By Wayne D. Garris Jr., J.D.
The husband and wife volunteered as hosts at a campground managed by the Bureau of Land Management until they were terminated for alleged poor performance.
Granting in part and denying in part a federal agency’s motion for summary judgment, a federal district court in New Mexico held that genuine issues of fact existed as to whether a married couple who served as volunteer hosts at a government-run campground were employees under Title VII. The government provided the couple with a per diem and free utilities, the court found, so a jury must decide whether these benefits were "substantial or significant" remuneration under the law. Furthermore, because the agency failed to provide the volunteers with EEO training, a genuine issue of fact existed as to whether the couple had notice of the EEOC’s 45-day time limit (Bittermann v. Zinke, June 5, 2020, Brack, R.).
VSA. The plaintiffs, a married couple, served as volunteer hosts at a New Mexico campground managed by the Bureau of Land Management. Their work was governed by a volunteer service agreement (VSA). The VSA’s were one-year agreements that could be terminated at any time.
Under the terms of the VSA, the couple’s duties included greeting campers, collecting fees, cleaning restrooms and campsites, answering questions from the public, and enforcing campground rules. They were required to work eight hours per day, five days per week, but often worked longer hours when necessary.
The agency did not compensate or provide health benefits to the couple. The agency did provide them with other benefits including a $20 per diem reimbursement stipend, amounting to $100 per week each; a campground site to park their camper, worth $15/day or $5,475/year; free utilities; a landline phone; reimbursement for gas mileage on their personal vehicle for work-related travel; use of an agency vehicle; uniforms; and coverage for work-related injuries or tort claims.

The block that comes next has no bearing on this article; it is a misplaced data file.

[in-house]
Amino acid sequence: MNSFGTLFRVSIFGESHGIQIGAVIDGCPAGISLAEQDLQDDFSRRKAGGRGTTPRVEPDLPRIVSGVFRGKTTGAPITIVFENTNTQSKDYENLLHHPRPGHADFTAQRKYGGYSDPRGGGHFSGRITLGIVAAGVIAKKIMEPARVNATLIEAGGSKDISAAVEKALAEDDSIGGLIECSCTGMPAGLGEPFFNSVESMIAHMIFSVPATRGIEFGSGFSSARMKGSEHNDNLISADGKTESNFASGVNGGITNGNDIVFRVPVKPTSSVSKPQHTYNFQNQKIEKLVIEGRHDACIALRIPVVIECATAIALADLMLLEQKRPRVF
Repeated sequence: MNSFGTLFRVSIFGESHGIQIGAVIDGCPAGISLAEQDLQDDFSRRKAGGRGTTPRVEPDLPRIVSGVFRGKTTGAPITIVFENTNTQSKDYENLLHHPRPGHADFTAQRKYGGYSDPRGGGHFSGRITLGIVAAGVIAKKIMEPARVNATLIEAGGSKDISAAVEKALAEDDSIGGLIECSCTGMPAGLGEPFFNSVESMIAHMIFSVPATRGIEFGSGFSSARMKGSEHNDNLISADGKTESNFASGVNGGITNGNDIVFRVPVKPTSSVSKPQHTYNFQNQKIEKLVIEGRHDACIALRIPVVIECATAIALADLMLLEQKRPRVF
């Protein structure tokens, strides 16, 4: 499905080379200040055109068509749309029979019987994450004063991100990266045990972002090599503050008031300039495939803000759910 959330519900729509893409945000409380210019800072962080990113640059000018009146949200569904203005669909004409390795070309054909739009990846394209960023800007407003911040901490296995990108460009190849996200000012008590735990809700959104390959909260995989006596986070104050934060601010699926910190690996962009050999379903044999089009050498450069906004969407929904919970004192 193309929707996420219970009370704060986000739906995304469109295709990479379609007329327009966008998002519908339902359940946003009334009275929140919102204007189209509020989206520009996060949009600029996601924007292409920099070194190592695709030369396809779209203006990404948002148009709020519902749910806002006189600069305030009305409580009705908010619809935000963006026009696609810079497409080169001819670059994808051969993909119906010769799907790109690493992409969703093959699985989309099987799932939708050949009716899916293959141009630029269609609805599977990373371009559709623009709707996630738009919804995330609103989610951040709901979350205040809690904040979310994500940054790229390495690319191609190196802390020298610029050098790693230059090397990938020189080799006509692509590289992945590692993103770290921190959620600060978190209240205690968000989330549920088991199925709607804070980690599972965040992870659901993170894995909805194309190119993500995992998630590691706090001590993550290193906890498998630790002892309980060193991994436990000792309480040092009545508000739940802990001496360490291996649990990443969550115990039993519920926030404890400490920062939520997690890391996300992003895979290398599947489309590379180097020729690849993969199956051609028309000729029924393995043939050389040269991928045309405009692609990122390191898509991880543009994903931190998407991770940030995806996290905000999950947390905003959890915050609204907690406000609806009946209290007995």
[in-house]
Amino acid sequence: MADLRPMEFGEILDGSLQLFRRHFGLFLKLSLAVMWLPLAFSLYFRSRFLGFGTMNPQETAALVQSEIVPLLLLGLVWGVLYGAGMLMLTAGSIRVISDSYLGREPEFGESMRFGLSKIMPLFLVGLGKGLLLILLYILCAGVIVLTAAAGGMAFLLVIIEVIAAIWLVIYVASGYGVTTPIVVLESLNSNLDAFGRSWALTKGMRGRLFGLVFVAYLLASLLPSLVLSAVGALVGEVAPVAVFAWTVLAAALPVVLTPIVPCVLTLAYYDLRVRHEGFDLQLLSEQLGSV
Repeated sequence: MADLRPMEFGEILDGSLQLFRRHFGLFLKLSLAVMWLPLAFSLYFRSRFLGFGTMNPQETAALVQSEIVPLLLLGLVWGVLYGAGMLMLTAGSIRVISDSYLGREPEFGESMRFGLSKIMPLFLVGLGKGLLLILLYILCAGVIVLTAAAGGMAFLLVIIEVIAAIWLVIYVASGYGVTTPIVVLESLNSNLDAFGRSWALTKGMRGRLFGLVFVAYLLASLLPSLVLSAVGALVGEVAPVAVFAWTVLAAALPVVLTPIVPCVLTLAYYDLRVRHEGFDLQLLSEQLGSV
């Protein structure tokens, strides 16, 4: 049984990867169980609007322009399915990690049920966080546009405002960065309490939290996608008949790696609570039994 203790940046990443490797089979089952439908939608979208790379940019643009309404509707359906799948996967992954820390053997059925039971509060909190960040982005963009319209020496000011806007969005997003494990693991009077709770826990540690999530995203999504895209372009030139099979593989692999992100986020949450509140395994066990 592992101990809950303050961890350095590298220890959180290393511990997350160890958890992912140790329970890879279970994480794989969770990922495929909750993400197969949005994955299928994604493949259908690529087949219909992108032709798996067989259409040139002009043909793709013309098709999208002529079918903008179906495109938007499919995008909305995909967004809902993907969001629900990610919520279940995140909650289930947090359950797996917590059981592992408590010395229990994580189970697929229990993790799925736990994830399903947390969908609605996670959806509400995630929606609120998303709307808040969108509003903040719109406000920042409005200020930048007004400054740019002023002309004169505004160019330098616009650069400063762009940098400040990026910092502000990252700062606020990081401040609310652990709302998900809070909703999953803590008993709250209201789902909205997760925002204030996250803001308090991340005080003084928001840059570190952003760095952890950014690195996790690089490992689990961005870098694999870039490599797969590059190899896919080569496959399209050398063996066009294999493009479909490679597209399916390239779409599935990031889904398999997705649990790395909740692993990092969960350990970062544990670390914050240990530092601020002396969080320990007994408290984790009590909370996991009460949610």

Harassment. The wife alleged that their supervisor sexually harassed her on several occasions including complimenting her "form-fitting" clothes; telling her sexually-related jokes; giving her hugs that were too long and unwelcome; seeking time alone with her; inviting her to accompany him on rafting trips or out for drinks; creating individual training sessions with her; encouraging her to "bend over more often"; standing close to her and peering down her blouse; standing in the doorway to block her exit; and touching her buttocks.
The wife alleged that after about one month of the harassment, she told her supervisor "she was not interested in his advances." She also alleged that after she confronted her supervisor, he "began to fabricate reasons to report that she was not a good employee, criticize how she answered the phone, and make fun of her accent."
Termination. Several agency managers decided to terminate the couple after they received a complaint from another volunteer and two campers that the couple failed to assist them after they reported feeling threatened by other campers. In addition to the complaint, the agency alleged that it received other complaints from campers about cleanliness, the wife’s tardiness, and the husband’s poor campground upkeep. The agency notified the couple that they were being terminated due to the number of camper complaints. The couple filed suit alleging sexual harassment and retaliation in violation of Title VII.